Despite how it may look at first glance, AskUrza.com may not push the boundaries of Magic: the Gathering as far as you think. Urza, Academy Headmaster, for instance, could absolutely be an Eternal-legal card. Surprisingly, this was proved when the original AskUrza.com website was unintentionally killed via a rebranding. While this should have been the killing blow to this mechanic, it actually exposed just how feasible it really is. Essentially, AskUrza.com was little more than digital dice, randomly generating numbers between 1 and 20 before showing the relevant ability. This is entirely possible to do on paper, so much so that it’s now how Urza, Academy Headmaster works. 

With AskUrza.com now devoted to Unfinity cards, Urza, Academy Headmaster players are now required to generate random numbers themselves. After rolling a D20, players must now navigate to a PDF to find the relevant ability rather than a website. It may seem like a lot of faff. However, this is ultimately doable in paper MTG. Admittedly, fitting 60 abilities and over 900 words onto an MTG token isn’t easy, as you can see below. However, scaled-down versions could absolutely work. Even if Wizards wanted to give every internet requiring AskUrza.com card twenty abilities, it’s not out of the question to mandate MTG players bring a PDF with them. If players already have to bring tokens, Stickers, Attractions, and their deck to events, what’s one more piece of paper?

The Edge of Acceptability

Urza, Academy Headmaster 'Token'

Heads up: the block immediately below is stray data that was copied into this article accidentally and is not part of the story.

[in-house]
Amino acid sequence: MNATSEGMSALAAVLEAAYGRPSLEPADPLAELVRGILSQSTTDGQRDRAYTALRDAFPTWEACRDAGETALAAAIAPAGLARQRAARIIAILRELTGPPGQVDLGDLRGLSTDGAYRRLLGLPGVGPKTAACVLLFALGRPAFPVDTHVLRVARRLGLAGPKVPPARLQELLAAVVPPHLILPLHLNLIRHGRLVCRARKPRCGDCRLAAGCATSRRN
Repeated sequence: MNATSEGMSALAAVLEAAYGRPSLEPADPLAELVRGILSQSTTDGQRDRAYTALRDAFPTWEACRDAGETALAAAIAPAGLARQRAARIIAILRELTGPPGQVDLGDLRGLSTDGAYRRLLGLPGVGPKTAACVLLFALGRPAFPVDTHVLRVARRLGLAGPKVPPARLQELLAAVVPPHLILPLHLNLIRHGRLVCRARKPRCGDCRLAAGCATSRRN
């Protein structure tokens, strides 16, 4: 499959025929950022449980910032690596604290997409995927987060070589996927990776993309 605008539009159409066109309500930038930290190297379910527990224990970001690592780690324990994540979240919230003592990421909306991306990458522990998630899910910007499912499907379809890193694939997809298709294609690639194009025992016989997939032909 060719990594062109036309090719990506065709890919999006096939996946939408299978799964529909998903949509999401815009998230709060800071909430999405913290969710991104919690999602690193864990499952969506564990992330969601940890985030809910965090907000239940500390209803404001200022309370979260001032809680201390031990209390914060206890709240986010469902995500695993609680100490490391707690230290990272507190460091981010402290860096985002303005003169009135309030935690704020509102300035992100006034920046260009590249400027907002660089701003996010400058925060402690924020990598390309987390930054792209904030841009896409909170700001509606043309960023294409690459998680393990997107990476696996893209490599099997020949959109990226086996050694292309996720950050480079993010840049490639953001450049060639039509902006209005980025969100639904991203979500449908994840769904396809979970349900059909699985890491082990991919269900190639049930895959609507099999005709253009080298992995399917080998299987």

Urza, Academy Headmaster ‘Abilities Token’ | Unstable

Ultimately, with tokens of PDFs providing redundancy, AskUrza.com would merely make using these complex cards easier. Nevertheless, should these cards be Eternal-legal, they poke at the boundaries of what’s acceptable in MTG. As Mark Rosewater notes, however, Magic: the Gathering has been poking at those boundaries for some time already. In responding to a question about Unfinity’s design sensibilities, Mark Rosewater revealed these boundary-pushing innovations are “a by-product of a game that keeps making new game pieces.” 

“Most games can stay away from the edges because there’s enough content to do so, but the nature of a trading card game that keeps regularly expanding ends up having to play at the edges,” Rosewater explained. As Far Out proved, the line between what works and what doesn’t isn’t always obvious to players. This can cause immense uproar should a new mechanic be too spicy for players’ tastes, even if it works within MTG’s rules. Due to the complexity of these rules, the line between what works and what doesn’t is incredibly precise and ill-defined. Even Mark Rosewater admits that “I do this for a living … and even I’m not sure where the line is.”